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The president of Columbia University and the co-chairs of its Board of Trustees will testify next month at a House hearing about antisemitism at the New York institution.

This will be the House Education and Workforce Committee’s second hearing focused on how specific institutions responded to antisemitic incidents on campus in the wake of the Israel-Hamas war that began in October. Two of three presidents who testified at the first hearing in December have since resigned in part because of the fallout from their testimony. Columbia president Minouche Shafik was invited to testify at that December hearing, but was out of the country at the time.

Now she’s set to appear before the committee April 17 for a hearing titled, “Columbia in Crisis: Columbia University’s Response to Antisemitism.” She’ll be joined by board co-chairs Claire Shipman and David Greenwald.

Since the start of the war, Columbia has seen a number of incidents and suspended two of its pro-Palestinian student groups for violating a campus protest policy. The committee opened a formal investigation of Columbia last month, requesting a batch of documents about how it responded to incidents and the disciplinary process for students and faculty accused of antisemitism. The Office of Civil Rights also has opened two federal investigations into allegations of discrimination based on shared ancestry, which includes antisemitism, at the university.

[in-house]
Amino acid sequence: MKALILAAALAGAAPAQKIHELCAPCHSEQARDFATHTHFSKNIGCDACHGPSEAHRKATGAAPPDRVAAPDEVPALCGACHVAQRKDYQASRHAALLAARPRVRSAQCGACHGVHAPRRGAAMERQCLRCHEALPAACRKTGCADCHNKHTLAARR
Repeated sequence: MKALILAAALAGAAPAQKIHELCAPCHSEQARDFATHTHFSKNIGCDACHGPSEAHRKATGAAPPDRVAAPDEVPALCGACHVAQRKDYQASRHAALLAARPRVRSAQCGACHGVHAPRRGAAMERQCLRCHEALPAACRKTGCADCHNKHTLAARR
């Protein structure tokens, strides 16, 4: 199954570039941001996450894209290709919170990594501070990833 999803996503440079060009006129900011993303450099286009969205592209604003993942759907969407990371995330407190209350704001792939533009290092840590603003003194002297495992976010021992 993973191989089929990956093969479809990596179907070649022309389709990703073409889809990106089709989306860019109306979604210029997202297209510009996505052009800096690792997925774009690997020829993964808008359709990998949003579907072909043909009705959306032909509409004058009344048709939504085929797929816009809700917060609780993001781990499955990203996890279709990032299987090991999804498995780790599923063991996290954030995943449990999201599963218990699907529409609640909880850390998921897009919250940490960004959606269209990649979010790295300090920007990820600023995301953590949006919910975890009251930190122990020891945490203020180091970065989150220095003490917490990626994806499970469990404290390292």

“Some of the worst cases of antisemitic assaults, harassment and vandalism on campus have occurred at Columbia University,” North Carolina representative Virginia Foxx, the Republican chairwoman of the House Education and Workforce Committee, said in a statement. “Due to the severe and pervasive nature of these cases, and the Columbia administration’s failure to enforce its own policies to protect Jewish students, the committee must hear from Columbia’s leadership in person to learn how the school is addressing antisemitism on its campus.”